Unemployment in the 17-nation euro area rose to 11.9% in January, the highest since the data series started in 1995, figures from the European Union’s statistics office showed. Brent crude oil, the U.K. benchmark, tumbled to a seven- week low on March 1, and an index tracking six London Metal Exchange commodities including copper and aluminum dropped 4.8% in February, the most since October.
The International Monetary Fund said it will lower its growth forecast for the U.S. this year because of $85 billion in spending cuts that were set to begin last week. The U.S. is the top user of crude oil and the second-biggest metals consumer.
Raw materials from cocoa and hogs to zinc and crude oil are slumping in 2013 after a four-year commodity rally led to records prices for everything from copper and gold to cattle and corn. Investors boosted purchases as central banks cut interest rates and began asset purchases to revive growth after the after the 2008 financial crisis, and crop-damaging droughts cut grain output.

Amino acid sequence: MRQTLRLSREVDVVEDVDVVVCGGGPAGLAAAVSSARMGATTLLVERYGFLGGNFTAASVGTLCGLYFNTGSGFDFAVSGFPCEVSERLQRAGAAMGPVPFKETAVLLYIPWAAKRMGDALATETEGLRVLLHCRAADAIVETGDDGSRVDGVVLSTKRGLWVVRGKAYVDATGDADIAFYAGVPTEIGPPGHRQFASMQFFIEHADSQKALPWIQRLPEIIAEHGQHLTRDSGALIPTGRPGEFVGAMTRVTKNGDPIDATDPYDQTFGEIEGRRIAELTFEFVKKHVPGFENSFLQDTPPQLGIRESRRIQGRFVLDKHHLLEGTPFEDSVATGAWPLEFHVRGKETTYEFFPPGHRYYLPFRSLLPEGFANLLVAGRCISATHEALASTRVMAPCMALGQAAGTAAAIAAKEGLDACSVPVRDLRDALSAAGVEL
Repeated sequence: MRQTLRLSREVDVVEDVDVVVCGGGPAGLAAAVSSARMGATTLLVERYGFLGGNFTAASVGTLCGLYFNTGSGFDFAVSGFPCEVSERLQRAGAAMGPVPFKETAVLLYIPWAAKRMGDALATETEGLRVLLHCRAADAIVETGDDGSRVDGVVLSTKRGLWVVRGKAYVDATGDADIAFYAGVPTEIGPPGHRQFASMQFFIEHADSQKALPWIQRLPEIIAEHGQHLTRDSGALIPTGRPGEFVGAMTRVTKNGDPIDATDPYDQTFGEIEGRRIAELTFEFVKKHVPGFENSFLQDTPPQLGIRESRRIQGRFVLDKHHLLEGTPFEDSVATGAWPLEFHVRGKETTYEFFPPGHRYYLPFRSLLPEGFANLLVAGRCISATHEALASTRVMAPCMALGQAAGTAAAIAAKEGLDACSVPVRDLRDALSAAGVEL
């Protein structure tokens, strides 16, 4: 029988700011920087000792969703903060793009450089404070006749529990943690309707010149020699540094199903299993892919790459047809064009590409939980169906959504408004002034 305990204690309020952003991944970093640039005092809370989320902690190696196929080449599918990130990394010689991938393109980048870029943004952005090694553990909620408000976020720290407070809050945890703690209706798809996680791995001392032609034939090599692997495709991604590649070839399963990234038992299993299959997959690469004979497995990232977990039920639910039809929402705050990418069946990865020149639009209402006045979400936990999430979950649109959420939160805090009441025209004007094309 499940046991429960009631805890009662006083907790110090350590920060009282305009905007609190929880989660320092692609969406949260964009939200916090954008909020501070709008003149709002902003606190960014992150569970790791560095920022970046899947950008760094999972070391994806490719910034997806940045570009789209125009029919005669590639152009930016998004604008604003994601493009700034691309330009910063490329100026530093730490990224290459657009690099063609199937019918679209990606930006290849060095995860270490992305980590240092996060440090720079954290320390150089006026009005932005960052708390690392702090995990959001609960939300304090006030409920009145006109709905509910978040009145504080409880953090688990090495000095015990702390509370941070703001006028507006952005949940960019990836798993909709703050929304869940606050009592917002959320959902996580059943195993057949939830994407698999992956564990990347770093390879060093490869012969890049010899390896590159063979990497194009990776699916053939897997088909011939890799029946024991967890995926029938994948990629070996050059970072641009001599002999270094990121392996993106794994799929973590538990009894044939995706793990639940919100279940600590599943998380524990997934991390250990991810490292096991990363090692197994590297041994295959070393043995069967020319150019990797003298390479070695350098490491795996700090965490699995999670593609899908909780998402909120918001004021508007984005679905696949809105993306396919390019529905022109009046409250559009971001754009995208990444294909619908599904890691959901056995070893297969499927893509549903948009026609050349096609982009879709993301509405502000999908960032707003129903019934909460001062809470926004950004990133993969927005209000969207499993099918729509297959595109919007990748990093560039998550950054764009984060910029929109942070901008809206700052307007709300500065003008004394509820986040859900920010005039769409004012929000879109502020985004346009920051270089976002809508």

Commodity assets under management reached a record $451 billion in April, compared with $154 billion at the end of 2008, and the investments have been above $400 billion for seven straight months, and totaled $430 billion in January, according to Barclays Plc.
Precious metals got a boost from concern that record-low interest rates and surging government debt in the U.S. and Europe would spur inflation. Gold held by exchange-traded funds reached a record 2,632.5 metric tons on Dec. 20. Since then, holdings have plunged 4.9%, and the drop in February was the biggest since April 2008. Open interest in commodities is down 2.5% since reaching the highest since at least 2006 on Feb. 19.
Stimulus policies from central banks and an improving economic outlook in the U.S. will help buoy commodities, said James Paulsen, the Minneapolis-based chief investment strategist at Wells Capital Management, which oversees about $325 billion of assets.
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